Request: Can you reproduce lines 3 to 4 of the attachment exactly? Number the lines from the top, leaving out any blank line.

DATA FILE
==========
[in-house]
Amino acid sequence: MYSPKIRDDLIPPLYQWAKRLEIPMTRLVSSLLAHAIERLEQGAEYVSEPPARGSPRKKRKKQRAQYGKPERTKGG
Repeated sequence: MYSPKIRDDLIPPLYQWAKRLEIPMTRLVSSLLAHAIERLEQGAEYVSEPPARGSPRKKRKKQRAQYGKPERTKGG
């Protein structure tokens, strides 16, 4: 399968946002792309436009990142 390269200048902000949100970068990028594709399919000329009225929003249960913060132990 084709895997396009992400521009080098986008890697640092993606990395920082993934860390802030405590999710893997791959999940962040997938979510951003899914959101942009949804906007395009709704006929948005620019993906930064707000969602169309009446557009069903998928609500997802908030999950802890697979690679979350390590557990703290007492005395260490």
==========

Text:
Repeated sequence: MYSPKIRDDLIPPLYQWAKRLEIPMTRLVSSLLAHAIERLEQGAEYVSEPPARGSPRKKRKKQRAQYGKPERTKGG
């Protein structure tokens, strides 16, 4: 399968946002792309436009990142 390269200048902000949100970068990028594709399919000329009225929003249960913060132990 084709895997396009992400521009080098986008890697640092993606990395920082993934860390802030405590999710893997791959999940962040997938979510951003899914959101942009949804906007395009709704006929948005620019993906930064707000969602169309009446557009069903998928609500997802908030999950802890697979690679979350390590557990703290007492005395260490």